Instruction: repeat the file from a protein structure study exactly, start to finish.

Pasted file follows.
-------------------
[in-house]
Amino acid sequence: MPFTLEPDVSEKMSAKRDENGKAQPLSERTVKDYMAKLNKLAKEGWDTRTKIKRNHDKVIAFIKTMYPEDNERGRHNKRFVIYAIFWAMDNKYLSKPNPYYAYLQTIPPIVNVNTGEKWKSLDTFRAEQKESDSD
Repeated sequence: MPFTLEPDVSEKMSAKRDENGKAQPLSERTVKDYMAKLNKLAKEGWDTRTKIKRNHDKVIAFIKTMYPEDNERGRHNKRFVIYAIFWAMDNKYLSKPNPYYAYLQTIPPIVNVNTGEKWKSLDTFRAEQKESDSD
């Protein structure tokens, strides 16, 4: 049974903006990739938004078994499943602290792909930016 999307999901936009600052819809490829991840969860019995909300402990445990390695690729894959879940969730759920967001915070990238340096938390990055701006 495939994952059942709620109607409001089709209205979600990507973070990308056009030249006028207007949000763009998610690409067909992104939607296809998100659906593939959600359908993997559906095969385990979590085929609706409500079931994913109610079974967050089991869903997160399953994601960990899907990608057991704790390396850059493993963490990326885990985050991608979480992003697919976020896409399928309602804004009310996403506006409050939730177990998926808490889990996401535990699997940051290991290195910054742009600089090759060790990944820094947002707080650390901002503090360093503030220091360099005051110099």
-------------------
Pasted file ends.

[in-house]
Amino acid sequence: MPFTLEPDVSEKMSAKRDENGKAQPLSERTVKDYMAKLNKLAKEGWDTRTKIKRNHDKVIAFIKTMYPEDNERGRHNKRFVIYAIFWAMDNKYLSKPNPYYAYLQTIPPIVNVNTGEKWKSLDTFRAEQKESDSD
Repeated sequence: MPFTLEPDVSEKMSAKRDENGKAQPLSERTVKDYMAKLNKLAKEGWDTRTKIKRNHDKVIAFIKTMYPEDNERGRHNKRFVIYAIFWAMDNKYLSKPNPYYAYLQTIPPIVNVNTGEKWKSLDTFRAEQKESDSD
């Protein structure tokens, strides 16, 4: 049974903006990739938004078994499943602290792909930016 999307999901936009600052819809490829991840969860019995909300402990445990390695690729894959879940969730759920967001915070990238340096938390990055701006 495939994952059942709620109607409001089709209205979600990507973070990308056009030249006028207007949000763009998610690409067909992104939607296809998100659906593939959600359908993997559906095969385990979590085929609706409500079931994913109610079974967050089991869903997160399953994601960990899907990608057991704790390396850059493993963490990326885990985050991608979480992003697919976020896409399928309602804004009310996403506006409050939730177990998926808490889990996401535990699997940051290991290195910054742009600089090759060790990944820094947002707080650390901002503090360093503030220091360099005051110099």